The Boy Scouts of America has asked a Philadelphia judge to dismiss a lawsuit that blames the organization for the suicide of an Eagle Scout who allegedly was molested by his Scoutmaster.
Patricia A. Evasew says her son Thomas was so distraught after being repeatedly molested by Scoutmaster Charles “Chris” Morris in the 1980s that he shot and killed himself.
At the time of the alleged molestation, Morris was Scoutmaster for BSA Troop 67 of the Chester County Council.
In July, Evasew filed suit against the BSA, claiming the organization failed to provide adequate warning that it was a “magnet” for pedophiles. She’s seeking in excess of $50,000 in damages.
But in a Sept. 8 filing, the BSA claimed Evasew’s lawsuit is meritless and should be dismissed.
Child molestation within the BSA is “exceedingly rare,” and the BSA had no reason to suspect that Morris would molest Evasew’s son, according to the filing.
“It is denied that [BSA] should have known Morris posed an alleged sexual threat to young boys, including Thomas Evasew,” it states. “On the contrary, the [BSA] did not know and had no reason to know of the existence of the alleged sexual threat posed to young boys by Morris.”
The filing also states that BSA’s child-abuse prevention program is so effective, many other “youth-serving” organizations throughout the country utilize it.
“The BSA has historically and to the present time placed great importance on creating a secure environment for the youth participants in Scouting,” the BSA states in the filing.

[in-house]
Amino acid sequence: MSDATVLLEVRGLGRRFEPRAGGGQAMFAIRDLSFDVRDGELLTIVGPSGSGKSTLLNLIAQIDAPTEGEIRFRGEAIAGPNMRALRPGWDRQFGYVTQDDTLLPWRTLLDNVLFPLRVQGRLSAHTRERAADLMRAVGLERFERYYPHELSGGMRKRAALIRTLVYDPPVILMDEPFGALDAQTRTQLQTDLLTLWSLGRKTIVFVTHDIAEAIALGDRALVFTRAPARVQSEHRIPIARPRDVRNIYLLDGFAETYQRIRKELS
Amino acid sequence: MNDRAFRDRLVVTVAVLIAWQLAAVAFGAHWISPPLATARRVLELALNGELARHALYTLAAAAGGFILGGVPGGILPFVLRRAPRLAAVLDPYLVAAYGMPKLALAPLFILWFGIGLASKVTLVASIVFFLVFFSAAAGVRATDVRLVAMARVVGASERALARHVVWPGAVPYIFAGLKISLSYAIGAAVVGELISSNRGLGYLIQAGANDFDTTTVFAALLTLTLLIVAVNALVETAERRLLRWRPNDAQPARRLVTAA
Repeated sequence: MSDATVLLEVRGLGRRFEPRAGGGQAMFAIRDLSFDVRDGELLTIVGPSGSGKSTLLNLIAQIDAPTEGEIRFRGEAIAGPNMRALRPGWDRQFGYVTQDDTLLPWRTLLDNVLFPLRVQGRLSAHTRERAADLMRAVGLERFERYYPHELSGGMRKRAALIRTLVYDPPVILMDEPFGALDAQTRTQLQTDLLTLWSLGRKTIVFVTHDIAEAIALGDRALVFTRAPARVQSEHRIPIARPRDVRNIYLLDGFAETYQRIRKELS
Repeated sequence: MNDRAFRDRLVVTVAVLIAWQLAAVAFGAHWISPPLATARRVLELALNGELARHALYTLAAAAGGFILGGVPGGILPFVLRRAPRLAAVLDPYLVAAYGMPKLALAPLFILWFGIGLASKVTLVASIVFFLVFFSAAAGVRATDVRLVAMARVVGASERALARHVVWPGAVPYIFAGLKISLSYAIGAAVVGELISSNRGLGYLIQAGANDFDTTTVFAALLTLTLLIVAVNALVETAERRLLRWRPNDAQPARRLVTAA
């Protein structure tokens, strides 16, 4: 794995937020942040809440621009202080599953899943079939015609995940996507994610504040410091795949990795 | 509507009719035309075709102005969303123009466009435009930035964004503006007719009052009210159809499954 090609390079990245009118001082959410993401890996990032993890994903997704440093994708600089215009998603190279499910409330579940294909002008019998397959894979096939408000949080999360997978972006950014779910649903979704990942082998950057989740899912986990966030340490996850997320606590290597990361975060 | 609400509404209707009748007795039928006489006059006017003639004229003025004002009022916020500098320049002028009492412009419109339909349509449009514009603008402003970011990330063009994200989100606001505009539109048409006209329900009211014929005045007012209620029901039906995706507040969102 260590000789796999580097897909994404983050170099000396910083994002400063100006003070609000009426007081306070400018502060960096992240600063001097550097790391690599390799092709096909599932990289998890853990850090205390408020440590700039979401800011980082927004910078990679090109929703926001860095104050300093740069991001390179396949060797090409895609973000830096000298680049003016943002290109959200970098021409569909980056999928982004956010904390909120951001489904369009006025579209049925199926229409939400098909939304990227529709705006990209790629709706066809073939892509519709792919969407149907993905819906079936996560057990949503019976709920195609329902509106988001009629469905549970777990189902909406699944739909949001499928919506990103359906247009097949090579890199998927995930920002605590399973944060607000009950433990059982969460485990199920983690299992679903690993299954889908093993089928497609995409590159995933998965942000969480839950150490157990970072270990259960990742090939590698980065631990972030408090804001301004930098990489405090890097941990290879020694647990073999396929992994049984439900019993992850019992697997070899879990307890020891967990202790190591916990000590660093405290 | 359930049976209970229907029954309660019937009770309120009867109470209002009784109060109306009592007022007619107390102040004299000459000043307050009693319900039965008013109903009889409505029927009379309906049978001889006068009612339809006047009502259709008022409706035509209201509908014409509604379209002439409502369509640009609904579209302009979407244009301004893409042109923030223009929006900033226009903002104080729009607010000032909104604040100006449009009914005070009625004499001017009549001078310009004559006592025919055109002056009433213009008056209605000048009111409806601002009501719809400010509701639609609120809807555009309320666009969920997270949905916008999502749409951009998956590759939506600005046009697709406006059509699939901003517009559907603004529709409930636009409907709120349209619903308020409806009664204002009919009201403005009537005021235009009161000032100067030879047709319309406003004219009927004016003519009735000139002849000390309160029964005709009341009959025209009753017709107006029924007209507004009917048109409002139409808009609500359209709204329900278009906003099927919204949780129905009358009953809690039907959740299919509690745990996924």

Further, it states that “thousands” of adult volunteers have been dismissed from Scouting for “inappropriate conduct,” but denies that their dismissals were hidden from the public.
“It is specifically denied that BSA continues to make purportedly false and misleading statements regarding the risks of sexual abuse in Scouting, continues to purportedly minimize and downplay the harm of sexual abuse to children in Scouting, fails to reach out to provide support and assistance to boys it knows were sexually abused by adult Scout leaders and continues to deny the purported truth about its historical knowledge of the nature and extent of sexual abuse of Scouts by adult Scout leaders,” the filing states.
Evasew’s lawsuit is pending before Common Pleas Judge Mark I. Bernstein. By presstime, the judge hadn’t ruled on the BSA’s request to dismiss her lawsuit.
Morris, of Paoli, was banned from Scouting in the 1990s, though he’s never been charged with criminal wrongdoing, according to court records.
He couldn’t be reached for comment.